"I'll tell you all when we reach where we are going."

The journey to the tree on Jefferson Heights, about a quarter of a mile distant, was continued in silence, no one speaking until the spot agreed upon by the lynchers for the consummation of their purpose was reached. All this time a rope dangled from the neck of the colored man.


At the foot of the tree the masked man who held the rope gave it a jerk; the noose tightened with such effect on Bigus as to make him ask that it be loosened so that he might speak. His request was granted. At this juncture, by some means his hands, which had been tied behind him, became unfastened, and he made a grasp for the halter on his throat. Quick and surprising was his action but equally as rapid were the lynchers in their movements. Though he fought desperately, and begged for his life, his arms were pinioned promptly and the rope again adjusted. Finding all hope gone Bigus gave his version of the assault, in which he blamed Joe Hall, colored, for it, and contradicted a statement made when arrested by saying he stood close at hand when Hall attacked Mrs. Yeagle [sic], instead of being at a meeting of the Salvation Army, as he insisted when arrested. A prayer in tones so subdued that only those around could hear it, fell from his lips. No sooner had he finished speaking than the rope was thrown over a limb of the tree and Bigus, before he really knew what was to be the next move, was swinging in the air. His body swayed an instant and the convulsively swung from side to side. The death seemed rather slow for one of the lynchers, who drew a revolver and emptied three chambers of it into the suspended figure. On being satisfied that death had occurred the masked men moved of as quietly as they had approached. People have flocked to the city from all over the country. Public sentiment here seems satisfied that what was considered inevitable is accomplished.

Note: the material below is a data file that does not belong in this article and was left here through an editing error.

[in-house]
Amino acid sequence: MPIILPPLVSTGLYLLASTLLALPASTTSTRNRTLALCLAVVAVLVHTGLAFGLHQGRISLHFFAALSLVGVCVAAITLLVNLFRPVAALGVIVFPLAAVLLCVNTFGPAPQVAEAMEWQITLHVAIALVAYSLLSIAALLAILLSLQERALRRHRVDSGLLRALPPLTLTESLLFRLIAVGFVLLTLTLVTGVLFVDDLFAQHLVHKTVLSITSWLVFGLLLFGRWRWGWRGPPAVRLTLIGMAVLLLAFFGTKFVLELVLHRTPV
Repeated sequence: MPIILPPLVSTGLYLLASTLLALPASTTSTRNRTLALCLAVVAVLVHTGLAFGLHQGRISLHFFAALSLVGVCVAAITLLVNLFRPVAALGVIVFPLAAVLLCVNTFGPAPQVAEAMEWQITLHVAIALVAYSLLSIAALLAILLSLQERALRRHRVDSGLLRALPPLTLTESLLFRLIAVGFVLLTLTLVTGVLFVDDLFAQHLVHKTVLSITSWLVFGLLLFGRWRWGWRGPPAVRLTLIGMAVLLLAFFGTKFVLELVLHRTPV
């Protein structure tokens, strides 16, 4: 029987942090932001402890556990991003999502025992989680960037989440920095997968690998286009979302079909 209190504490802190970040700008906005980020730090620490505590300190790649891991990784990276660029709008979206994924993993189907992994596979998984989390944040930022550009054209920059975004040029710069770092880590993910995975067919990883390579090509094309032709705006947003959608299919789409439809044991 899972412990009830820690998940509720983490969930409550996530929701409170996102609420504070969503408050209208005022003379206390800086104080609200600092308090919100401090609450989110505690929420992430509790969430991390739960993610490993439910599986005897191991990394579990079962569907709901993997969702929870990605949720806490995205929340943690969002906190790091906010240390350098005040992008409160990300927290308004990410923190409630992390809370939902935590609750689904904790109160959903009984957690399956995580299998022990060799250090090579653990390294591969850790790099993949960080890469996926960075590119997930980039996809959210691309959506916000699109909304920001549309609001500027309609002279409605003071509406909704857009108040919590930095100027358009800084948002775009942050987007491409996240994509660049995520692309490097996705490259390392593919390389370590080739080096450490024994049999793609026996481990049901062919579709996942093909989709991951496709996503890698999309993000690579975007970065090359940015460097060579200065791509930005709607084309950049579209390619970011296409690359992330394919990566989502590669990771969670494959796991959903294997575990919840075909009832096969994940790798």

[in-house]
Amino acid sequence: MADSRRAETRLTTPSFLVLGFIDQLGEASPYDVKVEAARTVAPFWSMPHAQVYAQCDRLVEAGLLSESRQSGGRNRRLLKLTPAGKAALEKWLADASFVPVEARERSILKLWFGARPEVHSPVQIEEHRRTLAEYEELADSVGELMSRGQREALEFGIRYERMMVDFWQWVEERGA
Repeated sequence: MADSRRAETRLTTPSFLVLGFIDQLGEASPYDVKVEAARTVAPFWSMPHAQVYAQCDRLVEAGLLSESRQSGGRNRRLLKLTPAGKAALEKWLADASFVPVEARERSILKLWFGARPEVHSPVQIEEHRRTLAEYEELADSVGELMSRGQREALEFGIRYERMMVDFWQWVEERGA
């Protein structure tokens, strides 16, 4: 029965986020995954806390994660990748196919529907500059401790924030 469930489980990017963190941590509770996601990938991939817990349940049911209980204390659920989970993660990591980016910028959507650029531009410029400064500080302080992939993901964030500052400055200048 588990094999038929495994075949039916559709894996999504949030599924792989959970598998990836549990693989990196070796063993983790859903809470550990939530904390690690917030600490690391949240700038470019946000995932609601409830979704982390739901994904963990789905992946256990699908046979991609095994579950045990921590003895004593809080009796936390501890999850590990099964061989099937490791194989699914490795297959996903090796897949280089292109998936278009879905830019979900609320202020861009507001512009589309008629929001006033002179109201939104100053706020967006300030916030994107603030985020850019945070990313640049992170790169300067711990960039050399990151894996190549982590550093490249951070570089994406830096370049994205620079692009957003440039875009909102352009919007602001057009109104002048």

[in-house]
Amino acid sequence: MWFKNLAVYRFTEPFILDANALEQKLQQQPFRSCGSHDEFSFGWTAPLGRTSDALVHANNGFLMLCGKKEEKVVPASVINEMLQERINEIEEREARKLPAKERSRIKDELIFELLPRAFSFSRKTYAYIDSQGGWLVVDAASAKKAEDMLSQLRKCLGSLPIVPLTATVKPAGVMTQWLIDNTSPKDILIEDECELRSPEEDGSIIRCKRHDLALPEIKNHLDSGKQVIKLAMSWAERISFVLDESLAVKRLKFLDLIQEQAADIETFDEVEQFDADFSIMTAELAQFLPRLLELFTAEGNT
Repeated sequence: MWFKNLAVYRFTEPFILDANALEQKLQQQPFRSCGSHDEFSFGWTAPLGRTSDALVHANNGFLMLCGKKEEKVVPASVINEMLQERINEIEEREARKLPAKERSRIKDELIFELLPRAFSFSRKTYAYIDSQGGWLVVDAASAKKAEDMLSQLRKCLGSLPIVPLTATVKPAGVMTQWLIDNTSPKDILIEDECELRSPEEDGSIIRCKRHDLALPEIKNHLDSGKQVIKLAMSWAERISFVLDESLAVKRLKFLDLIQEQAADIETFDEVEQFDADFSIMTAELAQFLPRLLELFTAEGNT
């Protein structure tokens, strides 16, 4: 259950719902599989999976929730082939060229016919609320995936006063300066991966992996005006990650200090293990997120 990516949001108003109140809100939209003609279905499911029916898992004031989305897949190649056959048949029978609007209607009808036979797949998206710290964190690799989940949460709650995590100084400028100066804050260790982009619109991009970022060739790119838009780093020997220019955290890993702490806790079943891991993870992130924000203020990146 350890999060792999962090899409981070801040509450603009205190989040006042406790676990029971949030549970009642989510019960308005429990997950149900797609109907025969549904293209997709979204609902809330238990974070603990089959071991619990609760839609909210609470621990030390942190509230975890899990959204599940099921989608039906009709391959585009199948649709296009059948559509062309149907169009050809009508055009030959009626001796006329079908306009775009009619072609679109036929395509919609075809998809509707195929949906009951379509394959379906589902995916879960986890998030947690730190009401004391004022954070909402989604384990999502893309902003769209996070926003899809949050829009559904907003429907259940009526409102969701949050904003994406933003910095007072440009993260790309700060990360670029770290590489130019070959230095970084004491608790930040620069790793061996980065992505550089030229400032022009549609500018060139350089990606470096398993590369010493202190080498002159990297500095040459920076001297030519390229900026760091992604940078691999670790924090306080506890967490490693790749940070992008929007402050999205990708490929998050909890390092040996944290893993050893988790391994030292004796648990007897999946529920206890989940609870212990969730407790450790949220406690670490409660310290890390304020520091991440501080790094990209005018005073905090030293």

The negroes are infuriated over the lynching and threaten vengeance. All day they marched through the streets, carrying heavy horsewhips and denouncing the whites. They promise to make it warm for the ex-policeman who was recently acquitted of the charge of murdering a negro. Not a woman has been seen on the streets, and at night the street looks deserted. Trouble is apprehended by the authorities. Quite a number of fights between whites and blacks have occurred, and but for the interference of the police there would have been bloodshed.   

Thank you for joining me and as always, I hope I leave you with something to ponder.

Saturday, November 22, 2014

November 22, 1891: William Black and Daniel Gladney

Today's lynching is short and simple. We find our lynchings in the Chicago Daily Tribune (Chicago, Illinois) dated January 1, 1892:

November 22. William Black, colored, insults, Moscow, Tex.
November 22. Daniel Gladney, race prejudice, Atlanta Co., Miss.

An article on the lynching of William Black is not as clear on the date, it comes to us through the pages of The Times-Picayune (New Orleans, Louisiana) dated November 23, 1891:



Lynched by White Caps.

MOSCOW, Tex., Nov. 22.—[Special.]—The white caps paid this town a visit last night, the result of which was learned this morning on finding the body of Billy Black, colored, hanging to a large scale beam erected in the middle of the most elevated spot in the street.